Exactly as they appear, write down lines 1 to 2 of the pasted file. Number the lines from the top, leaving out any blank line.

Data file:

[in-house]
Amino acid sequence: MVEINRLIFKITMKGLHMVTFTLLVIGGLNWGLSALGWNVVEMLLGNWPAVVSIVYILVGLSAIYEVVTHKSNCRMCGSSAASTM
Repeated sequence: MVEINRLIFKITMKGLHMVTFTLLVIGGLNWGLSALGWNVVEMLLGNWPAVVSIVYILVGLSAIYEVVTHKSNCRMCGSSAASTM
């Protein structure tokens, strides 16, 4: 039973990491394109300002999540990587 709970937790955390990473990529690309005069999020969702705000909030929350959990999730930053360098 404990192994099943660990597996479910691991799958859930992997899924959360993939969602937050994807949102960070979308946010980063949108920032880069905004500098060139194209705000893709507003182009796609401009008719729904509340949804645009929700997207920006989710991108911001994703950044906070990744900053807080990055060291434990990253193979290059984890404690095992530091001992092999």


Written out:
[in-house]
Amino acid sequence: MVEINRLIFKITMKGLHMVTFTLLVIGGLNWGLSALGWNVVEMLLGNWPAVVSIVYILVGLSAIYEVVTHKSNCRMCGSSAASTM